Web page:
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I doubt if we have a second Polish director who can talk about indigenous problems on a global level, i.e. not only for Poles (as Wajda did, whose Polish romanticism – although he could enjoy being outside the country – was warmly welcomed but not often understood abroad), but also for, say, universalized audience. Paweł Pawlikowski seems to reach it easily, as he proved five years ago in Ida, and now he is repeating this art in a very personal[1] Cold War.

The artist is not ashamed of the achievements of Polish cinema, proudly and skillfully following the path of the Polish Film School. The film is full of atmosphere and references to that cinema. In the foreground we have a passionate, tragic love (something grates here, Wiktor-Kot and Zula-Kulig relationship is not very reliable, too little heat!). In the background, the temporality is spread over almost two decades, the long duration of the post-war aftermath, saving and building culture (and propaganda) on the recovered folk treasures (Kolberg would not be ashamed – folk songs are really beautiful in this film, and the audio layer of the picture in general comes out almost as in musical) and life in the capricious realities of quickly changing priorities of the government consisting of representatives of the real socialism.

Pawlikowski copes well with actors knowing their pros and cons. Borys Szyc’s ability to embarrass on screen is cleverly used in his role of an apparatchik-speculator who speaks a simple language and tries to use a system favorable to clappers and denunciators. Joanna Kulig – with her rough, natural voice and slightly stocky, charming build – works great as Zula, an uncompromising woman who will never give up on her once set goal. In turn, the emaciated Kot, a bit of an artist with nothing to live on, an exile, and a bit incorrigible romantic bent under the burden of love.

Kino Świat – press materials

Seemingly it is this love that throws heroes all over Europe (Berlin, Split, Paris) and seeps unnoticed, fleeing through their hands for years. In fact, they are victims of a system that forces many to flee, migrate or wait for change uncertainly. A deftly done metaphor reminiscent of the efforts of the Polish Film School, hiding the most important message behind an intricately constructed narrative.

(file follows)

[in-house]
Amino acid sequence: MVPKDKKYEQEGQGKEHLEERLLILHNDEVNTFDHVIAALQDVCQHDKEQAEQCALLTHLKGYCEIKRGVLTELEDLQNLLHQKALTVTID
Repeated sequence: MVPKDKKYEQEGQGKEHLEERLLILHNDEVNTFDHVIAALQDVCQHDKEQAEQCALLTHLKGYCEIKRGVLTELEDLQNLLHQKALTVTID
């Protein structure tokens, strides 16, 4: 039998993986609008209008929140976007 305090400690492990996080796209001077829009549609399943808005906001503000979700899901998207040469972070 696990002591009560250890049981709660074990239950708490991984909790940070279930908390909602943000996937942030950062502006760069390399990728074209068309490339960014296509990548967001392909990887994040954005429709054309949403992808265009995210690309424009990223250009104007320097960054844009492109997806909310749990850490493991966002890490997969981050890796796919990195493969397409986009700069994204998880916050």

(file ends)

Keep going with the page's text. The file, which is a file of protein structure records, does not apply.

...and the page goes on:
In addition, the shots can astonish. Not only Cold War is well filmed, but it is also full of author’s original ideas: sudden cuts (with a great sense of time, on the very edge of artificiality), subtle, barely noticeable repetitions, the central framing of the characters and the delicate shadow play (which always gain a special status in black and white coloring). Post-war times received a beautiful puff piece.

Pawlikowski shows that he has not only a good eye, but also an ear. He can bring out both the imperfect simplicity and sadness of the small-town chant performed in the hungry and dirty reality of enormous poverty, as well as the clear voice of the same song that resounds in a well-sounded concert hall. Folk music, which is a recurring narrative thread, in some magical way speaks not only in the bones of the characters, leading to the inevitable culmination of tragic love, but also in us, viewers, triggering our emotions. There is something really melancholic about the returning song, “The Heart”, which is still stuck somewhere, even despite the spectacular socio-cultural change and the appearance of Polish disco (here: “Baja-Bongo”).

The title of the film defines the location of the narrative in historical time and a love relationship. Love as a conflict – a relationship doomed to fail in a fight with the whole world. Love here is a brutal act of irreversible, final choice, breaking the unstable balance of the world: one’s world, individual world, but also the world as a whole.

It all adds up to the film for which Pawlikowski deservedly received the Golden Palm for directing at the Cannes festival. A glorious example of the fact that beautiful things can still happen in Polish cinema.

[1] Wiktor and Zula, the names of the main characters of the film, are also the names of the director’s parents – he also dedicated his work to them.

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Mateusz Tarwacki

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Laura Przybylska
Laura Przybylska